Lopes has also appeared on the MuchMusic Video Awards show, Canadian reality show, YTV’s “The Next Star” and can be seen in Disney’s “Harriet the Spy: Blog Wars.” He has featured in several projects by choreographer, Blake McGrath (So You Think You Can Dance, DanceLife), including McGrath’s cross-Canada “Stage Fright” tour, and Lopes has worked with some of the industry’s hottest choreographers including Luther Brown (So You Think You Can Dance), Paul Becker (The Descendants, Twilight), and Travis Wall and Teddy Forance (All The Right Moves).
Most recently, Lopes was cast with heavy-hitters, Laverne Cox, Adam Lambert, Ben Vereen, and Tim Curry to appear in FOX television network’s highly-anticipated recreation of “The Rocky Horror Picture Show” which airs in October 2016. It was Lopes’ ability to act and transform himself through movement that landed him a spot as a dancer in the production.
“[Lopes] so completely immersed himself in his character that when we saw him at the audition it was a no-brainer,” recalls Jeffrey Mortensen, the assistant choreographer for Rocky Horror.
Lopes was also recognized early-on for his ability to learn and adapt quickly, which is crucial to working in a major commercial project like Rocky Horror.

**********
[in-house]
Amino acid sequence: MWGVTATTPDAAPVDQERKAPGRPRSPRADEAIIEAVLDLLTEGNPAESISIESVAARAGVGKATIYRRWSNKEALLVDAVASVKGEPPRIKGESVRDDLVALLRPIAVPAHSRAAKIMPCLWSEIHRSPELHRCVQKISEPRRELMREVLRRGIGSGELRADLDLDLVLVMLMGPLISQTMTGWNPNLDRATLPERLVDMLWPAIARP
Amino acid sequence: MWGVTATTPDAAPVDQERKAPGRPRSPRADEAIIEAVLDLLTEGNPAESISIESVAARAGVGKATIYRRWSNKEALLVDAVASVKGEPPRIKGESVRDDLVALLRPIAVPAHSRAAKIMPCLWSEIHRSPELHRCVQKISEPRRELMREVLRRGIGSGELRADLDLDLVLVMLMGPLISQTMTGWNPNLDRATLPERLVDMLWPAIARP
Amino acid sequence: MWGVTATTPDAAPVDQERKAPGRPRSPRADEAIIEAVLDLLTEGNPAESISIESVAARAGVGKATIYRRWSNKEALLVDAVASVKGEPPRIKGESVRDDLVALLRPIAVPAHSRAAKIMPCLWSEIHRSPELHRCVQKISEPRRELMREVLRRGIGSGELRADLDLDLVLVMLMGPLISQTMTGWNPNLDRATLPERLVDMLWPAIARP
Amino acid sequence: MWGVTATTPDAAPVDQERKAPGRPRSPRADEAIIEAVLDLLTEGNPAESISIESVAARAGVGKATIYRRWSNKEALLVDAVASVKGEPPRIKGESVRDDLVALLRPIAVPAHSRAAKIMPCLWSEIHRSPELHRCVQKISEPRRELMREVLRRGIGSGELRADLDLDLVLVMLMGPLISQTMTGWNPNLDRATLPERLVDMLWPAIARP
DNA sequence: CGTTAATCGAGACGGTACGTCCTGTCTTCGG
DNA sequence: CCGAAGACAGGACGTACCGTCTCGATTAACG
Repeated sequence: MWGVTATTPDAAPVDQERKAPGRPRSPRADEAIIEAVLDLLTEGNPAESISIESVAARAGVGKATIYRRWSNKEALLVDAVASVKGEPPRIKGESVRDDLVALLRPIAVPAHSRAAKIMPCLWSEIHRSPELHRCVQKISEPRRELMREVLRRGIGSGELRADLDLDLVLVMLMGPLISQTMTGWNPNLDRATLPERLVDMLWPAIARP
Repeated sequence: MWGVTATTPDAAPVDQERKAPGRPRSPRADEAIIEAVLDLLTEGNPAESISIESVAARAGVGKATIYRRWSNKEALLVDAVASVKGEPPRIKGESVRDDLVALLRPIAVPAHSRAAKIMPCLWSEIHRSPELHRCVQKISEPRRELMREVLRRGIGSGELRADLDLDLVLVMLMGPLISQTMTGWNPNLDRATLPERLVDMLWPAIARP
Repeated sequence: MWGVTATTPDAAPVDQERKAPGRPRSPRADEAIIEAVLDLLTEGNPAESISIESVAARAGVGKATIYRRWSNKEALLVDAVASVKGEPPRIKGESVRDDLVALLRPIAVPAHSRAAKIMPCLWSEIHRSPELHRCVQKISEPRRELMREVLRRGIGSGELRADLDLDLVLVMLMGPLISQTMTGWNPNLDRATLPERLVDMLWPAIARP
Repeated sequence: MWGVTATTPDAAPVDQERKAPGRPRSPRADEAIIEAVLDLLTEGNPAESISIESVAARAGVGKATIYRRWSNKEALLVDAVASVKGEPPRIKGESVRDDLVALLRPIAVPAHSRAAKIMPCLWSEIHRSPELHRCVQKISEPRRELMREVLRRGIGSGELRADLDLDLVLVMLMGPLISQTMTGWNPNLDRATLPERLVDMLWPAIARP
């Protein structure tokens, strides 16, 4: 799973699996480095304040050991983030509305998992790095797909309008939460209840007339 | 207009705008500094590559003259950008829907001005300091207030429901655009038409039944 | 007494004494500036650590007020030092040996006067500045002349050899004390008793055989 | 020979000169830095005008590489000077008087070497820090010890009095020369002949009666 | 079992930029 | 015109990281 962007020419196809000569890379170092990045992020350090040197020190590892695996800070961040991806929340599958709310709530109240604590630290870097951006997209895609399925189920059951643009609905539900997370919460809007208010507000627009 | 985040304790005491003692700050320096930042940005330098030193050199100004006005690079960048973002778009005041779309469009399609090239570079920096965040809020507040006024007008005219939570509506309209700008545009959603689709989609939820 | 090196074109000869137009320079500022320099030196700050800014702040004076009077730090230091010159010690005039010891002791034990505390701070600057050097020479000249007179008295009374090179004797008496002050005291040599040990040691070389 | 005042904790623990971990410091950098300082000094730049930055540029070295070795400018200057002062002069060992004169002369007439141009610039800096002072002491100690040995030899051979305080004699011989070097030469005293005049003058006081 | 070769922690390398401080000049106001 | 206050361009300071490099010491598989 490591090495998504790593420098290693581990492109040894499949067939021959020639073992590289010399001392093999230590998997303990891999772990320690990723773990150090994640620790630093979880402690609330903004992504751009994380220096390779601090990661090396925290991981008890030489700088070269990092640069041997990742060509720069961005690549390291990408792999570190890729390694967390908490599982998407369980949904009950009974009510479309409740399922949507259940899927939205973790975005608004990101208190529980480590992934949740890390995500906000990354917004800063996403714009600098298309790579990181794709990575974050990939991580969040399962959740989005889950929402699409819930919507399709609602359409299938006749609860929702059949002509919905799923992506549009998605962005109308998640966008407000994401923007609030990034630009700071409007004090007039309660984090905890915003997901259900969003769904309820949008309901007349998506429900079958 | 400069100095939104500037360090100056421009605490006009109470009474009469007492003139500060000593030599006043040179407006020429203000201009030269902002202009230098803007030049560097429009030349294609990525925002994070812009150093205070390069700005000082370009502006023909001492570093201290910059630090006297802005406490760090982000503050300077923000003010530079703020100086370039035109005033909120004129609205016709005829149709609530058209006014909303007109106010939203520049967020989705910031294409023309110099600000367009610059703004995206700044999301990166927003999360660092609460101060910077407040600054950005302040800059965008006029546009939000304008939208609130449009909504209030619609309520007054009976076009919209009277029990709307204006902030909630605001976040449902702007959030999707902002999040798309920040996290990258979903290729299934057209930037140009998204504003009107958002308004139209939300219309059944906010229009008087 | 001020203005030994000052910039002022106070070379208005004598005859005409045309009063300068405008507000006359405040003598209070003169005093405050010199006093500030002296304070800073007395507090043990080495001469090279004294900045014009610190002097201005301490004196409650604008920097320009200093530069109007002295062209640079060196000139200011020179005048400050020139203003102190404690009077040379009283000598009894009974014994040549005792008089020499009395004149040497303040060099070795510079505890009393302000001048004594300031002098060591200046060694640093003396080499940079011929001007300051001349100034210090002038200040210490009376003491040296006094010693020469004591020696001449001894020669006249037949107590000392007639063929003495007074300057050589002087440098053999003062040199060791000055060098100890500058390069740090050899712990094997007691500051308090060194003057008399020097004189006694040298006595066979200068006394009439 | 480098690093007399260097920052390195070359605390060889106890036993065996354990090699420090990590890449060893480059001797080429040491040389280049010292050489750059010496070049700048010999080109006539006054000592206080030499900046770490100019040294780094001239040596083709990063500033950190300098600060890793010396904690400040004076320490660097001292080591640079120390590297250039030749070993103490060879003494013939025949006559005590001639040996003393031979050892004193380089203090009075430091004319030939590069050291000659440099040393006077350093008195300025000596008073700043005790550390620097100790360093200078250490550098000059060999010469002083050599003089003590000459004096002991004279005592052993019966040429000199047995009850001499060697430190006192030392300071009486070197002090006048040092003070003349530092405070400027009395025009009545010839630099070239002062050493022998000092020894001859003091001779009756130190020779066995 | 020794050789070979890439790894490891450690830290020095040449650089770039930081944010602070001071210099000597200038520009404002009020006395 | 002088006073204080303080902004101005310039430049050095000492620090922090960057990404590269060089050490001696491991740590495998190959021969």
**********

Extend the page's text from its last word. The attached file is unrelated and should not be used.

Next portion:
“The thing with most dance jobs is that choreography changes all the time, even over the course of one day. It evolves as new ideas evolve, it evolves as the story evolves, and it also evolves simply because of who we have in the room,” explains Mortensen. “To be prepared and open for these changes is a skill that every working dancer needs to hone. Justin is a pro, so I knew he would adapt and succeed in implementing all the versions of Time Warp choreography that we had.”
Throughout the two months spent in production, Lopes worked one-on-one with legendary director, Kenny Ortega (Dirty Dancing, This Is It, High School Musical), who is a dance-maker himself, and dancing choreography from the imagination of Tony Testa, who has choreographed for music giants Janet Jackson, Kylie Minogue, Britney Spears, and more. Lopes’ talents made an impression on the team.
“Justin is a fantastic technician,” says Mortensen. “He has a great eye for detail and really pays attention to the focus and purpose of a number.”
Lopes takes from each of his experiences lessons that shape the kind of person he would like to be. On Rocky Horror, for example, he is quick to point out that Ortega treated everyone in the cast and crew as equals regardless of his status. It is a quality that earns not only Lopes’ utmost respect but that he reflects in his own life. Despite his accomplishments, Lopes still considers himself a student and in the near future is looking forward most to continuing to build and broaden his dance vocabulary, meet new people, and find more opportunities for personal evolution.
“Growing as a person is a big part of growth as a dancer. Life experiences allow you to grow internally,” reflects Lopes. “I hope to never stop growing and learning as I pursue my dance career.”
Continued evidence that, for Lopes, true success in life is simply doing what he loves most.